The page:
For many years, ceramic artists have used printmaking, drawing and photography to enhance the surfaces of their work. Using underglazes, slips, and glazes it’s entirely possible to take advantage many 2-D mediums to decorate both functional and sculptural work. Image & Design Transfer Techniques covers more than thirty techniques that can be used on greenware, bisqueware, and glazeware. You’ll discover ways to create and transfer images and designs using appliqué and paper transfers, decals, stencils, silkscreening, etching, stamping, embossing, and more.
Where do you find inspiration for your art? For some it is in nature, for some inspiration lies in the work of a favorite artist, for others, it can be found in their friends or family. But inspiration doesn’t always have to come from things traditionally thought of as beautiful or profound. As ceramic artist David Gamble demonstrates, mundane objects can serve as inspiration too. All you have to do is look around with an open mind. Today, we’ll show you how David turned manhole covers and sewer grates into wall-worthy art. Plus, we’ll show you a great way to hang wall tiles. Enjoy!
There are a number of ways to make stencils, with the easiest method being making stencils out of paper. But for more complex designs or designs with very fine components, adhesive stencil film and a screen are really handy. In todays video, an excerpt from Fundamentals of Screen Printing on Clay, Paul Wandless explains this process. Enjoy!
If I wasn’t a potter, I would probably be a printmaker – not that you can’t be both, but these days I barely have time to be a potter. So for now, I just satisfy my love for printed things by printing on clay.
One printing technique that I have been meaning to try lately is printing with linocuts. I love the “wood-blocky” effect that these prints have. In today’s post, Paul Andrew Wandless demonstrates how linocuts can be made and used for printing onto clay and stamping into clay. Fun!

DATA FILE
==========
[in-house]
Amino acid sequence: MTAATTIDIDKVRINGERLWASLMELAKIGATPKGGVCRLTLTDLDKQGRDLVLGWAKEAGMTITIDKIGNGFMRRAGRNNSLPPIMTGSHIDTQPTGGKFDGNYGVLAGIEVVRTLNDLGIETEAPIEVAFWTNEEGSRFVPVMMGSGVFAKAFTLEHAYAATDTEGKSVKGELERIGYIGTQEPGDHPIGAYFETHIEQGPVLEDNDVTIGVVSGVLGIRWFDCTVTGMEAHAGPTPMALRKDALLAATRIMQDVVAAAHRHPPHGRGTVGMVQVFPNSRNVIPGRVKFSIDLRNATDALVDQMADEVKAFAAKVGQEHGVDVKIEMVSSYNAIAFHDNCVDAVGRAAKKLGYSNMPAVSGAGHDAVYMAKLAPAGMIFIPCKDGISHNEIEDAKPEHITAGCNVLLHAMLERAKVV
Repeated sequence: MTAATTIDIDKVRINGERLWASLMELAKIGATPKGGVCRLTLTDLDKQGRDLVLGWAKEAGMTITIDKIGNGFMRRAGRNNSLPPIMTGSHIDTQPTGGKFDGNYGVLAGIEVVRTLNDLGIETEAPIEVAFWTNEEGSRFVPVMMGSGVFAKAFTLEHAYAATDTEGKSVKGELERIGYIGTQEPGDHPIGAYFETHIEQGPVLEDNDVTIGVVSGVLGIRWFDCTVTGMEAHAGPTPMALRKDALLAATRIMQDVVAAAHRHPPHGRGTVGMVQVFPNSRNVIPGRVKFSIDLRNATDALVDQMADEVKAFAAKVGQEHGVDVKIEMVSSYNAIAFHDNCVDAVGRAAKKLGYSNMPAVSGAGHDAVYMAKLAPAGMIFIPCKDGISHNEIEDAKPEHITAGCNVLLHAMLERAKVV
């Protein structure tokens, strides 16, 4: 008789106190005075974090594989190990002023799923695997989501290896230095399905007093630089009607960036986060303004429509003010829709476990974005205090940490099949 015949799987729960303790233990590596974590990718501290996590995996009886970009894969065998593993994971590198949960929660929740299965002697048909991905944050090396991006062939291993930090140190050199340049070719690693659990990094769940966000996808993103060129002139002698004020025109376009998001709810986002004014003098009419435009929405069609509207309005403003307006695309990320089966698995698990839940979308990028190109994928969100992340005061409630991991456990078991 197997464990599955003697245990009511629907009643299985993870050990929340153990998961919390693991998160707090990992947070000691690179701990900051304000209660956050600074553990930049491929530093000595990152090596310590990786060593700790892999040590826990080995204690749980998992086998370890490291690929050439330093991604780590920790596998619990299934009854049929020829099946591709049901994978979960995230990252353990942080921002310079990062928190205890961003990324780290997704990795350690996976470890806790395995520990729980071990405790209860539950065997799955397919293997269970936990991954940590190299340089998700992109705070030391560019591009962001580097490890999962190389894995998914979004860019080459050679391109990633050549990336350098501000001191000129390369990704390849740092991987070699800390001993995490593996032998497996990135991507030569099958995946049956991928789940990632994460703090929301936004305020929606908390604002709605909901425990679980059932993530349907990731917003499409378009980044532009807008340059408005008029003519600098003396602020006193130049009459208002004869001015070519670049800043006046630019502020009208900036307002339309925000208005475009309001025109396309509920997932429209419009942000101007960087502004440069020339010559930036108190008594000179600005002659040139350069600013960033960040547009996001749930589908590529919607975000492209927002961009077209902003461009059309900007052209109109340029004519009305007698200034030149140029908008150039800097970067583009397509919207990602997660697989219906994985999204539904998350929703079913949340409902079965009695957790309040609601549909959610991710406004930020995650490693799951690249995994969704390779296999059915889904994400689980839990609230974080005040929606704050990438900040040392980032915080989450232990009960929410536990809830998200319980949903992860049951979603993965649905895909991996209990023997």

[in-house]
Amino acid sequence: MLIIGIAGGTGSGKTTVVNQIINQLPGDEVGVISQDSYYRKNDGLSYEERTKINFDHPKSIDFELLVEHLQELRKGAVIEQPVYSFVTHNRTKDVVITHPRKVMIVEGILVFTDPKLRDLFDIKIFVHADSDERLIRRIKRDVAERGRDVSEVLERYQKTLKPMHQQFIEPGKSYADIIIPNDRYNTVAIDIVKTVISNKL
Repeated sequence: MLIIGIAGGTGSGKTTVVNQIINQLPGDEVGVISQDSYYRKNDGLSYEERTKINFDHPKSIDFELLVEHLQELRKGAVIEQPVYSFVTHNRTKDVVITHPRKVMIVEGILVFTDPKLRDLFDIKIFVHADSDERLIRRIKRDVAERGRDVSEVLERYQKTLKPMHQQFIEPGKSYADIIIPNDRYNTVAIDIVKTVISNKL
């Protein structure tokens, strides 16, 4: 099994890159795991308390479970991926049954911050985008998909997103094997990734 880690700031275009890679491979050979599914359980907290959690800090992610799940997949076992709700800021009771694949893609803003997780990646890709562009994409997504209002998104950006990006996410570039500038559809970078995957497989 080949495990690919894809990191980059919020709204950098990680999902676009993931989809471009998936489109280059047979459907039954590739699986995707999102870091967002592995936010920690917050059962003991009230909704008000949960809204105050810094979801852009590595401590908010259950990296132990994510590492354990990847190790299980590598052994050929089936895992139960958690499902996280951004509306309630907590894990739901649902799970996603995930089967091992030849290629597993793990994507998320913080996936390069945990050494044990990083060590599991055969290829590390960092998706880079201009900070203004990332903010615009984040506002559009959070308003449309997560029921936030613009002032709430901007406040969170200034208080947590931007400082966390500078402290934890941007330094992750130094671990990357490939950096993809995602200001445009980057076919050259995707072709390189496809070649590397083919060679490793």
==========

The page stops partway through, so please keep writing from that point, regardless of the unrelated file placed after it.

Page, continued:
Paul Andrew Wandless shares some of the fundamentals of the screen-printing process and shows you how to screen print images on clay. He covers techniques that are easy and accessible so that you’ll be ready to experiment with them right away. Best of all the processes in this video can be done in any home studio and do not require any expensive or specialized equipment. Through his diligent step-by-step demonstrations and explanations, you’ll learn how to create screens and put images onto those screens using a variety of techniques. In addition, you’ll learn successful methods for printing your images alone or in combination to make beautiful and complex images on both greenware and bisqueware. The creative possibilities are limitless!
This past summer, I had the pleasure of spending a couple of days with Paul Andrew Wandless to film an instructional DVD on screenprinting on clay. In any video production, there are inevitably parts that get left on the cutting room floor. But lucky for us, they don’t have to be lost forever because we can share them on Ceramic Arts Daily – which is what I will do today. In this clip, Paul demonstrates how screens and stencils can be layered to add more impact to an image.
I can hardly contain my excitement because today, we are announcing our new DVD series! We started this video series with the goal of helping you gain more access to instruction on a wide variety of techniques from top-notch artists. Our first title, Screen Printing on Clay with Paul Andrew Wandless, is now heading off to the replication company! And today, I am happy to present an excerpt from it in which Paul demonstrates how to use screen block and screen filler to make hand-drawn silk screens for printing on clay. Watch the video!
At some point we all change clay bodies for one reason or another. Whether you want a body that shrinks less, has more absorption/less absorption, a lower/higher maturation point or just a different color, there are hundreds of commercial clays to choose from. While most commercial clays have pretty good general catalog descriptions of what they are and what they can do, once we apply our specific working and firing processes, other issues can arise. Alternately, when A combination of tests can give you plenty of information that makes choosing and learning about a clay body a little easier.
There are several ways to learn about clay shrinkage, but none more simple than a clay ruler. Any age or level of experience will find this to be a fun and easy way to understand how much clay shrinks at the greenware, bone dry, and bisqueware stages. A standard clay bar test will give a measurable percentage for clay body shrinkage. A clay ruler gives a simple and obvious visual example in inches.